Saturday, October 11, 2008

Forever Tuesday evening



If they achieved nothing else, my posts about the recent shenanigans on Radio Live seem to have helped bring a very promising new blog into the world. The Joy of Radio is the baby of two media studies lecturers, and is intended to be 'a collection of comments, articles, and ideas about the state of radio broadcasting in New Zealand'.

In his inaugural post, one of the proprietors of The Joy of Radio explains that as he read my criticisms of Radio Live he realised that 'there is no regular commentary about New Zealand radio'. Another post on The Joy of Radio considers some of the wider issues at stake in the arguments about the behaviour of Karyn Hay and Andrew Fagan on that fateful Tuesday night and argues that talkback radio in this country suffers from an 'endemic' lack of talent and lack of education. I wouldn't dispute that judgement, though I am surprised to see the appallingly uninformed Kerre Woodham and that cynical old populist Paul Holmes cited as exceptions to the rule.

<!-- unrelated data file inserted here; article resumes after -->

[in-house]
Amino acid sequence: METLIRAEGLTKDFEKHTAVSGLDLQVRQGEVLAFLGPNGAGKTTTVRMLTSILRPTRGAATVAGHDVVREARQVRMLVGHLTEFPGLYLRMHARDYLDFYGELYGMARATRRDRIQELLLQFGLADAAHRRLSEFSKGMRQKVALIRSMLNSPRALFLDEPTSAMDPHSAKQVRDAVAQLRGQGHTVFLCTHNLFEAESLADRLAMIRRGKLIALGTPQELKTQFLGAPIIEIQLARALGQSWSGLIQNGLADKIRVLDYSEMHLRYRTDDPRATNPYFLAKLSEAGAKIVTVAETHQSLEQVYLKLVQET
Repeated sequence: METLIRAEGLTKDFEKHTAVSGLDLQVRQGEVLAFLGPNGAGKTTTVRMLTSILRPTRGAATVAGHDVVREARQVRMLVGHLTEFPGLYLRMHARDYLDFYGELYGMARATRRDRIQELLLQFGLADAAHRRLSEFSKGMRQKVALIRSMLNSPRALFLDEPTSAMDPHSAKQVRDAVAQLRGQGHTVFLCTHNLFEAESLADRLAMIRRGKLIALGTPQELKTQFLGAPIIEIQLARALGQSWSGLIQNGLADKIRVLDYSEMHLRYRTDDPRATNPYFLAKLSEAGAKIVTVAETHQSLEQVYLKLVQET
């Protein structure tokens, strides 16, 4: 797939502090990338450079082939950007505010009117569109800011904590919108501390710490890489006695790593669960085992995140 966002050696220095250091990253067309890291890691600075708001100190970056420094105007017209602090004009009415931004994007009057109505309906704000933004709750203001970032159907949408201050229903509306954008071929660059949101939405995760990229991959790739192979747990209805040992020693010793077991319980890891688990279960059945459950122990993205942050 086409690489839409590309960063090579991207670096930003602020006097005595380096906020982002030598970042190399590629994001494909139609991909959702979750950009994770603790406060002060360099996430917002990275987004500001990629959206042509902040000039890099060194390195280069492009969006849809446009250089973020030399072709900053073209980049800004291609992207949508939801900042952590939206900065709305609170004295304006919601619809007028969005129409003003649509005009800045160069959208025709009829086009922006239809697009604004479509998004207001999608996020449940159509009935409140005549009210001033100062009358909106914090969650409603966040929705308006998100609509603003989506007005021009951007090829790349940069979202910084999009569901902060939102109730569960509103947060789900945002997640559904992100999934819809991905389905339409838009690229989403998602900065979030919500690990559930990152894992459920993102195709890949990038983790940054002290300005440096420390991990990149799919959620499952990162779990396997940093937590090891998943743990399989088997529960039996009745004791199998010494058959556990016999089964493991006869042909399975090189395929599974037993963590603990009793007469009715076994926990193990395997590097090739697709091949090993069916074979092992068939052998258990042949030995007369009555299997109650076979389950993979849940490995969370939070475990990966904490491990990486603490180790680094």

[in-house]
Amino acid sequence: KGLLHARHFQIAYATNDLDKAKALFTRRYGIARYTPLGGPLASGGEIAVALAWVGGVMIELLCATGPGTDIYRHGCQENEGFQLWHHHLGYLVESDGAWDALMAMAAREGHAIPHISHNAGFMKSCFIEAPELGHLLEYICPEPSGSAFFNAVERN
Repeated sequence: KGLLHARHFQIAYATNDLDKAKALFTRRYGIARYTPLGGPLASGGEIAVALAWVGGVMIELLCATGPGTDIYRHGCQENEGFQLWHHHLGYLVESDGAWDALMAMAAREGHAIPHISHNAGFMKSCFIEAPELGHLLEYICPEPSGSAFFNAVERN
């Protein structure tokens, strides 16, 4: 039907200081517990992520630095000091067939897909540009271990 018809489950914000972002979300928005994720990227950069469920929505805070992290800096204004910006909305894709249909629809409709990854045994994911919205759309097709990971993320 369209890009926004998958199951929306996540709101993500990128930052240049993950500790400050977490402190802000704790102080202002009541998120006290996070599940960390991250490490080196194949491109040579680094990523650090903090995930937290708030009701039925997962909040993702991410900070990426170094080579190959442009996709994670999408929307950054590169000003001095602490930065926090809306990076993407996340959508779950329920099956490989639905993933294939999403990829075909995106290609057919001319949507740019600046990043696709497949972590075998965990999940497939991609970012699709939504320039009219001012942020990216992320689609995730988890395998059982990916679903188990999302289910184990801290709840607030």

The latest post at The Joy of Radio celebrates Radio New Zealand's Concert station, which is presented as an oasis of musical sophistication and diversity in a desert of Top 40 and Golden Oldies stations.

While there's some truth to this judgement, I can't help but wonder whether Concert FM sometimes tends to become classical music's equivalent of a Golden Oldies station. It's all very well to note that the station selects tunes from many different epochs, and sometimes plays jazz and World Music, but I wonder how often the Four Seasons gets played, compared to the compositions of 'challenging' living composers like Steve Reich or Arvo Part? And what sort of jazz does Concert FM occasionally indulge its listeners with? Is it more likely to be the twisting, turbulent Miles Davis of late 1960s and the early '70s, or the safe old standards of Dave Brubeck?

I think the conservative set lists of Concert FM and the rather stuffy manner of its presenters delimits the station's audience just as surely as the cruder antics of most talkback hosts delimit the audiences of stations like Radio Live.